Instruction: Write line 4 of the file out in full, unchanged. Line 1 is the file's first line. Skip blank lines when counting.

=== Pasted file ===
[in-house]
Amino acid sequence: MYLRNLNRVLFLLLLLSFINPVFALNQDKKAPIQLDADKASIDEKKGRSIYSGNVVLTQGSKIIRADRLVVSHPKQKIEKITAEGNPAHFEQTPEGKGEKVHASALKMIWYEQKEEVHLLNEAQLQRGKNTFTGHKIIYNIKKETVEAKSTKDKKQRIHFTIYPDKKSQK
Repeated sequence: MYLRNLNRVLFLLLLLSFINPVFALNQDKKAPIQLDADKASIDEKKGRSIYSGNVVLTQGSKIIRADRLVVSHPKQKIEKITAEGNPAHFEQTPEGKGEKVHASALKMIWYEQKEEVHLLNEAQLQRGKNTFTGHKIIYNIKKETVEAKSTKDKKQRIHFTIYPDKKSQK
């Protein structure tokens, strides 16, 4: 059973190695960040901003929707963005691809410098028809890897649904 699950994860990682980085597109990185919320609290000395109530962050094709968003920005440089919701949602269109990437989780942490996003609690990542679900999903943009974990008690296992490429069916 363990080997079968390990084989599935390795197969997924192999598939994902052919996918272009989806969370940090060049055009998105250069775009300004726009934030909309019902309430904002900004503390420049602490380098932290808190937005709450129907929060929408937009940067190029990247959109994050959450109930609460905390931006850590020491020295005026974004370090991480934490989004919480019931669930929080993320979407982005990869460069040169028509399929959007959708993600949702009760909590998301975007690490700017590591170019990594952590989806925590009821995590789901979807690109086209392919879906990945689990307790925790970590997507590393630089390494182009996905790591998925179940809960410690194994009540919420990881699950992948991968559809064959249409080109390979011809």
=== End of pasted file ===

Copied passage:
């Protein structure tokens, strides 16, 4: 059973190695960040901003929707963005691809410098028809890897649904 699950994860990682980085597109990185919320609290000395109530962050094709968003920005440089919701949602269109990437989780942490996003609690990542679900999903943009974990008690296992490429069916 363990080997079968390990084989599935390795197969997924192999598939994902052919996918272009989806969370940090060049055009998105250069775009300004726009934030909309019902309430904002900004503390420049602490380098932290808190937005709450129907929060929408937009940067190029990247959109994050959450109930609460905390931006850590020491020295005026974004370090991480934490989004919480019931669930929080993320979407982005990869460069040169028509399929959007959708993600949702009760909590998301975007690490700017590591170019990594952590989806925590009821995590789901979807690109086209392919879906990945689990307790925790970590997507590393630089390494182009996905790591998925179940809960410690194994009540919420990881699950992948991968559809064959249409080109390979011809």